• Schedule Q&A time to answer questions about the lesson and assignment. There are always questions about assignments so having a “live” online session to answer those question keeps you from having to answer a multitude of emails. Post clear instructions like “Be sure to watch the Lesson 1 lecture video before the live 10AM Q&A”.
  • Assignment Submission. Record a screen capture video of how and where to turn in assignments. Try to use 1 solution for everything. Be sure to link this video with every assignment to minimize questions.
  • Resource page. Use a single resource page like an FAQ’s page. Place all video and content here that is outside of lesson materials. This way, students learn to go to this place first instead of email you questions.

Time management for Online Learning

One of the challenges with online classes means students can complete the work anytime. This leads to lots of emails, calls, and messages 24/7. Leveraging technology and host any information that has been repeated to more than 1 student. This will help reduce student contact, but it requires pre-planning to work effectively.  If you are repeating “live” interactions, consider creating video content to reduce the amount of times you need to repeat yourself.

Parent connect during Distance Learning

Some parents have a lot of question. Consider a parent Q&A session to answer only parent questions. This can be a “live” session and should be pre-scheduled on a weekly basis. You may see heavy usage at the beginning of each unit but may taper off as parents become accustomed to the online program.

Small group / table sessions during Distance Learning

Scheduling small group chat with 4-5 students for 15 minutes allows you an opportunity to connect with each student. You can usually get through a whole class within an hour and a half. This also helps reduce email, calls and messages. Some students are not likely to speak up in a larger group conference call so this format helps no student get left behind.

Grading and assessment

Many Learning Management Systems have quiz functionalities built in. This allows students to complete exams online and the systems handles the grading for you. Although this will not work for every assignment, it can be used to shorten grading time. Be sure to review the assessment portion of our LMS to see how you can use it to save you time.

Single source of truth

As much as possible, have all your lessons in the same software / location. Avoid requiring students to change or bounce around the internet. Having a consistent single place will help students stay focused and make it easier for them to navigate the online environment.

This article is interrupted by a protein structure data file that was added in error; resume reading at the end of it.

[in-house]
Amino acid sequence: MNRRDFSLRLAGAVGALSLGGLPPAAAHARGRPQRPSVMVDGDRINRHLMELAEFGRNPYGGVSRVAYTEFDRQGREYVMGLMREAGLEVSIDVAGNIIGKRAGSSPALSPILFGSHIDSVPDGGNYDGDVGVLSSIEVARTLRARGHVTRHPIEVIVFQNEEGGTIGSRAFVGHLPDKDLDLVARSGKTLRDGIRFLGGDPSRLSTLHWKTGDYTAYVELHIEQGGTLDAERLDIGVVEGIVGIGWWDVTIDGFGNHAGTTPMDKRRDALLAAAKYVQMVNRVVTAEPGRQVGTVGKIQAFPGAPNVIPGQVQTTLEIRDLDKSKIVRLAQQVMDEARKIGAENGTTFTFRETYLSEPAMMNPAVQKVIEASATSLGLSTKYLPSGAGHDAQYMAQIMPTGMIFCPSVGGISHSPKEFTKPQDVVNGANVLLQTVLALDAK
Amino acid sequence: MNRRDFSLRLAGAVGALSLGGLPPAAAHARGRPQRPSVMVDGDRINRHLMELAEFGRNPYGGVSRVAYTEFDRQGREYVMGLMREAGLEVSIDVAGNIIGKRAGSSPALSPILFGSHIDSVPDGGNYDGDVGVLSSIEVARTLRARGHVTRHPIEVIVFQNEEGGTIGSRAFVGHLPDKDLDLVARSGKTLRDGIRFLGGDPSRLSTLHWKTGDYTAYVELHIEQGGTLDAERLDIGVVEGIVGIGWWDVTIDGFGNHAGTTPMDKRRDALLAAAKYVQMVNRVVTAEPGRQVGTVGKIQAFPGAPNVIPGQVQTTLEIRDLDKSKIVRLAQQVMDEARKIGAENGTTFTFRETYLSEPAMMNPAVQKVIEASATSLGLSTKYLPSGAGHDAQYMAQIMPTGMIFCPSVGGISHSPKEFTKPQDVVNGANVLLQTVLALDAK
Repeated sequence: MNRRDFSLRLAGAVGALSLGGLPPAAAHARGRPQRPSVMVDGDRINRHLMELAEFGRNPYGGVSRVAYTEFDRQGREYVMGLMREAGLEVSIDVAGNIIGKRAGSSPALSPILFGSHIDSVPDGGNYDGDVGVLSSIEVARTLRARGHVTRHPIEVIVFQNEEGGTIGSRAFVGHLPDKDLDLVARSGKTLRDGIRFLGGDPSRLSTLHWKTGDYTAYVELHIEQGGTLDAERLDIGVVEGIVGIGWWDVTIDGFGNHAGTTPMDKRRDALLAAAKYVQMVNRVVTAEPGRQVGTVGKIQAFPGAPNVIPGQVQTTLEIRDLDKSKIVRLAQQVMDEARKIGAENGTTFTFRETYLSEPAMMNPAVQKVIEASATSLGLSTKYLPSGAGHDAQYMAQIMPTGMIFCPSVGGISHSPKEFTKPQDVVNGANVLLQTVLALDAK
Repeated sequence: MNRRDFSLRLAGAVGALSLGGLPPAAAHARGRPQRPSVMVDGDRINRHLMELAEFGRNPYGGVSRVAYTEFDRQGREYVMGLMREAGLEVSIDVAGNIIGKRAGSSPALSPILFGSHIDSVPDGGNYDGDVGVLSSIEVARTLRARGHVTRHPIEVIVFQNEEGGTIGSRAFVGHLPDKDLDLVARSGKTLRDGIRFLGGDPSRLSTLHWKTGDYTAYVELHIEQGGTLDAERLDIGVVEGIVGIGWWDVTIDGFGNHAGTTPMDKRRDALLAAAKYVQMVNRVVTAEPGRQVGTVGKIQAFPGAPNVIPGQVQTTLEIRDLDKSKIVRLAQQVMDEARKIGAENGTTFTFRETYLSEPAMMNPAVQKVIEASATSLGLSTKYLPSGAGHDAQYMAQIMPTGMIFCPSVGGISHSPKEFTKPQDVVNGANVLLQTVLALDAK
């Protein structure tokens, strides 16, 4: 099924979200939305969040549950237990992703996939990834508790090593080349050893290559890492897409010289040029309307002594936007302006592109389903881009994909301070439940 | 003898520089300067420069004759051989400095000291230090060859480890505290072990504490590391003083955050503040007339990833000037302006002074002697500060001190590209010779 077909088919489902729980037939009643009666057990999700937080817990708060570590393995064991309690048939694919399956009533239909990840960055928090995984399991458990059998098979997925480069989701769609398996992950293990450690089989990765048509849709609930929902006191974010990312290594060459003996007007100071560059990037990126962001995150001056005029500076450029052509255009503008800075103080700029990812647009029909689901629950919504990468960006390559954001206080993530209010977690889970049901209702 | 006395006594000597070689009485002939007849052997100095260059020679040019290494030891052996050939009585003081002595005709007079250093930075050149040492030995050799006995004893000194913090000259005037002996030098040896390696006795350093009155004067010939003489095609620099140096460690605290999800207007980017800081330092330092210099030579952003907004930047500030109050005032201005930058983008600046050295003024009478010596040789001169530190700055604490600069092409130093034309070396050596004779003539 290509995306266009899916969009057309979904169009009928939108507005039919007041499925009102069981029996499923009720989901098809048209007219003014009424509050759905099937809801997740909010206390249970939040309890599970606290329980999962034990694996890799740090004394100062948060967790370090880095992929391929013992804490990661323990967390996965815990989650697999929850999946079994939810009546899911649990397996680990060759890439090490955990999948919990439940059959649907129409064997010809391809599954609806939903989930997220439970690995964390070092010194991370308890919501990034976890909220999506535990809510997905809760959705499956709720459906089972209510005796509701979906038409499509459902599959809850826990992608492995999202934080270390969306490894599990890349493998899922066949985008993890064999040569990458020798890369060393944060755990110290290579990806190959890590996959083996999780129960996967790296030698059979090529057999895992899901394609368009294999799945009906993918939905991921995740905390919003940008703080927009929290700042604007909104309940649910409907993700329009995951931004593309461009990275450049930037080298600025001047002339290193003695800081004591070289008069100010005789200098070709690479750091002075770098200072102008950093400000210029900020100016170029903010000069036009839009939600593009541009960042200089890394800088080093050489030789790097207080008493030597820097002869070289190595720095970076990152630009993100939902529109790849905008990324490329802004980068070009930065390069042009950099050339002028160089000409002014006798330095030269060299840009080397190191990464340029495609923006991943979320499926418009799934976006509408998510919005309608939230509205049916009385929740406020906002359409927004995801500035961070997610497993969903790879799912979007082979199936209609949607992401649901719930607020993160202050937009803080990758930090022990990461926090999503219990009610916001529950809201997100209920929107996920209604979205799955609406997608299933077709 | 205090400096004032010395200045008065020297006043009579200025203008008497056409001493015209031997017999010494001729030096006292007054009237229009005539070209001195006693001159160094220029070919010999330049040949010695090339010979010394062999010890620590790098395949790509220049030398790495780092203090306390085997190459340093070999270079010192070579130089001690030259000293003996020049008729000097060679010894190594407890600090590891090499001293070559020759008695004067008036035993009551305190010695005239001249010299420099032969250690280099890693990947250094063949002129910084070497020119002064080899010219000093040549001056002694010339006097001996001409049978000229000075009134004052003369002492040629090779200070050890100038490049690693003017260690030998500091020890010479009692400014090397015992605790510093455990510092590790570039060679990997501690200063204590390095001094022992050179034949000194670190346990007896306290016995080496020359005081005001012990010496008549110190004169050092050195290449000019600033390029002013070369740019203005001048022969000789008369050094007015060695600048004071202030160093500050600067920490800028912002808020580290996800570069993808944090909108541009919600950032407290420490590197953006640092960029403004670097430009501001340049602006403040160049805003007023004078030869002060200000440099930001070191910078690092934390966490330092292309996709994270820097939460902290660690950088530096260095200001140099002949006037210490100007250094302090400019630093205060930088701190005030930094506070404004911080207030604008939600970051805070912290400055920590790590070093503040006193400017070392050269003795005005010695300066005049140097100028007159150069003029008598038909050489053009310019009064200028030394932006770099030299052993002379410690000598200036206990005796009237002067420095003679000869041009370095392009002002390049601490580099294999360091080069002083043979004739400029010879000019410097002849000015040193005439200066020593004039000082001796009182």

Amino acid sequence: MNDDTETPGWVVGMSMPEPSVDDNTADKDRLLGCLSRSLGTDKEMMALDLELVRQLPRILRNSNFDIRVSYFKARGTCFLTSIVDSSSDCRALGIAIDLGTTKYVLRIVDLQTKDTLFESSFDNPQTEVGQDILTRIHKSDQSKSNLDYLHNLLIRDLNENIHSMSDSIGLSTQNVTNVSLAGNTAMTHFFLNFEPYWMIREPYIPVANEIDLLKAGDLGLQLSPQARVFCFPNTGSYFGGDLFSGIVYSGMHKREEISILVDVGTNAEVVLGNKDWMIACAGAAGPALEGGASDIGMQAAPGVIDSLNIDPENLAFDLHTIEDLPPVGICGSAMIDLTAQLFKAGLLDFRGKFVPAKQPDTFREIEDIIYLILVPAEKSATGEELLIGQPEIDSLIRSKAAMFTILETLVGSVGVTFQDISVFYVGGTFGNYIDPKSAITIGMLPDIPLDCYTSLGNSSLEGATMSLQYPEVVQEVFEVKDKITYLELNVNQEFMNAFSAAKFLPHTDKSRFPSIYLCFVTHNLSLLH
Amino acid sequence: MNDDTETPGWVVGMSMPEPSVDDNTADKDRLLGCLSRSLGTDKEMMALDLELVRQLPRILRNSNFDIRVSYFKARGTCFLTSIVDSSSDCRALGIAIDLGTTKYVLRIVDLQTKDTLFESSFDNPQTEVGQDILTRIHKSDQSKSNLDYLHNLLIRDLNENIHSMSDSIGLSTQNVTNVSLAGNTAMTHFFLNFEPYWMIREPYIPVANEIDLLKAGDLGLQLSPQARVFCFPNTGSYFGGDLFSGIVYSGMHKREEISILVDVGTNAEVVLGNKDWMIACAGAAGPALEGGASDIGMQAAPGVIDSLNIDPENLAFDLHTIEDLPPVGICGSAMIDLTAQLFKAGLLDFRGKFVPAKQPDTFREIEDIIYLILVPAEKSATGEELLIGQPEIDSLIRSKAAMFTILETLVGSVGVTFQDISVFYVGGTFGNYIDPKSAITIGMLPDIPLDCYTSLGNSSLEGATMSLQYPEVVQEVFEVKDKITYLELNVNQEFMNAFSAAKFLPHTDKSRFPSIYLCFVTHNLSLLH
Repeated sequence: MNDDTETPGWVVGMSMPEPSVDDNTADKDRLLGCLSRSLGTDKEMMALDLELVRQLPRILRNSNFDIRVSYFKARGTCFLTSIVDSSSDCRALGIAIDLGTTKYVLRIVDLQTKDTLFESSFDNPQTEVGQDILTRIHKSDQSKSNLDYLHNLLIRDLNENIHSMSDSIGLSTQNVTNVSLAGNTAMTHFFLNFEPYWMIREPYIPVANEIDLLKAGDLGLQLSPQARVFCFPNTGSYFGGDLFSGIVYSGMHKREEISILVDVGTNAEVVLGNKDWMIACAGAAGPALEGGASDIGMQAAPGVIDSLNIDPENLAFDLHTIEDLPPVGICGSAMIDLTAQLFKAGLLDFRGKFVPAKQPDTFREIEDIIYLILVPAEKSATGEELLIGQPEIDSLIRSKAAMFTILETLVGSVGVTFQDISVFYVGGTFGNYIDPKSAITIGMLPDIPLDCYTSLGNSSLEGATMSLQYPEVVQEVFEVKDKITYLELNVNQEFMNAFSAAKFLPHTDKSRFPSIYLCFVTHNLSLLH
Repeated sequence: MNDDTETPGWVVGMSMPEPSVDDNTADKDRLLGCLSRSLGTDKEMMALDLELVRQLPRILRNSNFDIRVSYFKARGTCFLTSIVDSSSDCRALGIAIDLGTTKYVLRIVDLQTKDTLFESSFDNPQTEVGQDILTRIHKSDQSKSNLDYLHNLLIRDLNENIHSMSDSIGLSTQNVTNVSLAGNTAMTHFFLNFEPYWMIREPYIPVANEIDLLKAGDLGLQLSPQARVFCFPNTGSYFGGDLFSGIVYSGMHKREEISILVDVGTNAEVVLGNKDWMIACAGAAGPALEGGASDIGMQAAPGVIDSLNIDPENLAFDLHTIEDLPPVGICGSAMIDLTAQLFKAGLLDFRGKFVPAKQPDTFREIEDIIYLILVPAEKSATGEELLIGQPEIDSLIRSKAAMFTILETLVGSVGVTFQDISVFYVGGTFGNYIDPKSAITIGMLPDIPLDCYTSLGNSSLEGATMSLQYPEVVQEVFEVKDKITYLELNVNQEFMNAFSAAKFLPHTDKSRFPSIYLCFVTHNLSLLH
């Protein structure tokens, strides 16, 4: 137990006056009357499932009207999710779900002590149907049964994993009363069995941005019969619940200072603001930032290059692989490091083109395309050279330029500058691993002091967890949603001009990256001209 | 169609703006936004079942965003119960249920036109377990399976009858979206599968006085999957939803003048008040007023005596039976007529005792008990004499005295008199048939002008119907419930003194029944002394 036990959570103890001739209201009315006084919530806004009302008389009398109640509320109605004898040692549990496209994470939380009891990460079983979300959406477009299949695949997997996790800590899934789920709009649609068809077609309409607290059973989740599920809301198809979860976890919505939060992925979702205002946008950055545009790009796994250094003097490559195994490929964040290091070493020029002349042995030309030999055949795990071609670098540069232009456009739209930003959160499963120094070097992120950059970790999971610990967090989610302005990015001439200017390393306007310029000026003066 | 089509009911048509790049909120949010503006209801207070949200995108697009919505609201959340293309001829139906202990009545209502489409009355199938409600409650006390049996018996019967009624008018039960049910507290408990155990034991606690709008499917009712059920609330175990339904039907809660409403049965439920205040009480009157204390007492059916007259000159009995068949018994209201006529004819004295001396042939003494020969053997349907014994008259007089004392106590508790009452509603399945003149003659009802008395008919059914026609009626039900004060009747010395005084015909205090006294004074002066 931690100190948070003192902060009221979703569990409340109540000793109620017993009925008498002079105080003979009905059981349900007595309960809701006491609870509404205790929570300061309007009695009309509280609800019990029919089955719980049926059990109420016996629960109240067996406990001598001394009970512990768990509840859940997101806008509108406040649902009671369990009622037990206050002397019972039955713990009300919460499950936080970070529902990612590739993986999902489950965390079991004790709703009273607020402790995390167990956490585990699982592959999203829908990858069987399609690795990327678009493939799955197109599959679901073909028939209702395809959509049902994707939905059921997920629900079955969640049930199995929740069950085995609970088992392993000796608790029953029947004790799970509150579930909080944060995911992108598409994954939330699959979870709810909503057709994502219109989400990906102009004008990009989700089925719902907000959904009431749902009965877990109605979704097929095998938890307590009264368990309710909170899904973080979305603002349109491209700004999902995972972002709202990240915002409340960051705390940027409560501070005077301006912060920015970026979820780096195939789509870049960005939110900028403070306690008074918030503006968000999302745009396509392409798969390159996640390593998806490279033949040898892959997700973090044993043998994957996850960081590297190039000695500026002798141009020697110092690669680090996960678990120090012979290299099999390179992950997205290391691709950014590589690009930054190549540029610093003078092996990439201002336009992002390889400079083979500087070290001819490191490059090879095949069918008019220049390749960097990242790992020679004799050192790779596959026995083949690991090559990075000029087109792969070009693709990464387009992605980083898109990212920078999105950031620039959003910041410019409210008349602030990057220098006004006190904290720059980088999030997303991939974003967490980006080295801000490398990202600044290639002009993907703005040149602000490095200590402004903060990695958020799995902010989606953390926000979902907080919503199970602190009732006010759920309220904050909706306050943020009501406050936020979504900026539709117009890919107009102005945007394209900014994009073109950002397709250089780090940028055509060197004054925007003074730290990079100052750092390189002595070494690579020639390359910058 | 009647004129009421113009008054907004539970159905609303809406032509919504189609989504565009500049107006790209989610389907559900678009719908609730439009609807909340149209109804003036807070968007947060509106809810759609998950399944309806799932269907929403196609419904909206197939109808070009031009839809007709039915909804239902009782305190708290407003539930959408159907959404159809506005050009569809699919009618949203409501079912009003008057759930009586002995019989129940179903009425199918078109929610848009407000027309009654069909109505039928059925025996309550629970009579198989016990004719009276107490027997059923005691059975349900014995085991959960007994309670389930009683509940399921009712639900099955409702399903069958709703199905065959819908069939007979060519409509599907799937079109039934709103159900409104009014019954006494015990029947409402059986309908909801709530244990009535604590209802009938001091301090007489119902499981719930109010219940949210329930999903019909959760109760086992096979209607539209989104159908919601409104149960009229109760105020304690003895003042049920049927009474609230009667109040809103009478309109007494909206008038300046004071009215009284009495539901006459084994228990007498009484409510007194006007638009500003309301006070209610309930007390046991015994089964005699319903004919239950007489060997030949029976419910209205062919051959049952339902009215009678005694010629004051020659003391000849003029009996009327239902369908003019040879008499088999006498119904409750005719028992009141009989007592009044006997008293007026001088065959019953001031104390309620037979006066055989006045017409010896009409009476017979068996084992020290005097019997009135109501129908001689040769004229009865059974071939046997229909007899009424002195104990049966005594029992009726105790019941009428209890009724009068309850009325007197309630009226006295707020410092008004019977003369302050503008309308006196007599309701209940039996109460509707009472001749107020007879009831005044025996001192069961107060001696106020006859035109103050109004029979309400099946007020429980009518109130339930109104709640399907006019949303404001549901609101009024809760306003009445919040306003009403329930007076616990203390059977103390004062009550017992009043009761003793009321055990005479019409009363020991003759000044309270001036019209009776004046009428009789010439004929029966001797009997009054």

Screen recording software and video lesson tips

  • Many online conference call systems now offer screen recording capability. By screen recording, you can use the software that is already provided by the school to create video content. A quick online search for “free screen recording software” will provide you with choices if you wish to have your own recording software. For paid option, take a look at Camtasia Studio. It is easy to use and is inexpensive.
  • Do not produce your videos. Hit record and go through your lecture straight through. If you make a mistake, just correct yourself as you would in a live classroom environment. Do not edit or make it fancy. You will lose a lot of time doing so. Record and post it.
  • Use your cell phone to make videos. Don’t buy equipment. Think of all the online influencers who use their cell phones to produce content. You can use yours to produce lessons.
  • Use your laptop camera to make videos. Use what you have. Change up your location to add interest. Laptops are easy to carry so you can record a variety of locations.
  • Video hosting issues: Keep in mind that your school may block YouTube.com. See what the video limitations are for your LMS. If you videos exceed its limits, you have to host them elsewhere. Vimeo.com has free option for video hosting. It’s paid option also lets you control where the video can play and turn off related videos to keep your student focused.
  • If there is no budget for video, use Dropbox or Google drive to host your files. You can provide students a link to the file. They will not play from there, but students can still download and view the lecture. It’s not as slick solution as hosted videos but will still work.

 

Hopefully these tips got your thinking about new ways to run your online classroom. Be creating and remember that the goal is to help students learn and grow. Online learning is not a classroom so find new ways to teach and enjoy what you do best.

 

Until Next Time ~ Kate